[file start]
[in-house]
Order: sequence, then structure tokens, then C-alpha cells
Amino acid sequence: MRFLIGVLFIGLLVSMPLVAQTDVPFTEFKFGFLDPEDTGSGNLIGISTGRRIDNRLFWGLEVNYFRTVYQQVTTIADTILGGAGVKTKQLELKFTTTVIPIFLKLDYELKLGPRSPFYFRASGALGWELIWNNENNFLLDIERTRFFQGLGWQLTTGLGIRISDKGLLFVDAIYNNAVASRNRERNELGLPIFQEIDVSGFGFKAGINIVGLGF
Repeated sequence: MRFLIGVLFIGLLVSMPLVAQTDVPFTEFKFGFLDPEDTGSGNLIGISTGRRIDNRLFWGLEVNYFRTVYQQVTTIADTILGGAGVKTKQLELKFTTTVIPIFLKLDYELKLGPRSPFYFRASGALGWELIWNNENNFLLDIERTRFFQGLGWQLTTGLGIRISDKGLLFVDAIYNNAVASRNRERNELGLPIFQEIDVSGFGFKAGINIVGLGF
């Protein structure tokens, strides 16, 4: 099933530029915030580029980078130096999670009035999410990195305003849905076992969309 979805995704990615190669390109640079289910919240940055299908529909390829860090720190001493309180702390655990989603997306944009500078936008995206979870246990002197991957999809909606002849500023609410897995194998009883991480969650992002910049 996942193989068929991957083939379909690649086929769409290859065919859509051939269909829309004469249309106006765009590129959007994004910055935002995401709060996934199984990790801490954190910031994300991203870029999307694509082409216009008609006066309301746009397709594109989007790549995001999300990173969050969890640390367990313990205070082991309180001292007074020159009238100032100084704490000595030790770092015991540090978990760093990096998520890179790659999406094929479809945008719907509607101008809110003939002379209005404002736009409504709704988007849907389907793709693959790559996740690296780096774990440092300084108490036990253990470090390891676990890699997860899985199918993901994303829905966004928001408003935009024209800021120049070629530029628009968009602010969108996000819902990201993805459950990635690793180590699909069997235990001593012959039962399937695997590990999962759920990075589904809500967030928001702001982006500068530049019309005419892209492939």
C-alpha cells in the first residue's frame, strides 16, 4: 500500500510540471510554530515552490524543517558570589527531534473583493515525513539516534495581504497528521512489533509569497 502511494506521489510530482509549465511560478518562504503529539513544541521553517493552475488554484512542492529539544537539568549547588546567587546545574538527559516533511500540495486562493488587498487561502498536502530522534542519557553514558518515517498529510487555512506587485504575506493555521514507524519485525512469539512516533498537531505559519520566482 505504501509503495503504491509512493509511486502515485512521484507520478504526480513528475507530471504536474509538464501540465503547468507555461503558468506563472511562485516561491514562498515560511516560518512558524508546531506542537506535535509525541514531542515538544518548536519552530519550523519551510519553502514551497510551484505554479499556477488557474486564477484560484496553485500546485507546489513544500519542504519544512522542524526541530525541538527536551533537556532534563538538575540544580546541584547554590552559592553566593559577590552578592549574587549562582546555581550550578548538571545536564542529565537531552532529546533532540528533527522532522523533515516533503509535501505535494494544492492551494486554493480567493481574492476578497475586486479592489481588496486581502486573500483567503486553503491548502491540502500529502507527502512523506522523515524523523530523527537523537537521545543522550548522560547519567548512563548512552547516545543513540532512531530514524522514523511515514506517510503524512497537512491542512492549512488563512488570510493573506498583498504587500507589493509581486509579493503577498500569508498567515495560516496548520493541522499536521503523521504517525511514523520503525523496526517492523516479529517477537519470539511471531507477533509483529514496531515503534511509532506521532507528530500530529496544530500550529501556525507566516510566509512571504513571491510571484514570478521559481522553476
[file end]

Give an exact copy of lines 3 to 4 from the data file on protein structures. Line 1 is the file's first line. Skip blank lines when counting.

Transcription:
Amino acid sequence: MRFLIGVLFIGLLVSMPLVAQTDVPFTEFKFGFLDPEDTGSGNLIGISTGRRIDNRLFWGLEVNYFRTVYQQVTTIADTILGGAGVKTKQLELKFTTTVIPIFLKLDYELKLGPRSPFYFRASGALGWELIWNNENNFLLDIERTRFFQGLGWQLTTGLGIRISDKGLLFVDAIYNNAVASRNRERNELGLPIFQEIDVSGFGFKAGINIVGLGF
Repeated sequence: MRFLIGVLFIGLLVSMPLVAQTDVPFTEFKFGFLDPEDTGSGNLIGISTGRRIDNRLFWGLEVNYFRTVYQQVTTIADTILGGAGVKTKQLELKFTTTVIPIFLKLDYELKLGPRSPFYFRASGALGWELIWNNENNFLLDIERTRFFQGLGWQLTTGLGIRISDKGLLFVDAIYNNAVASRNRERNELGLPIFQEIDVSGFGFKAGINIVGLGF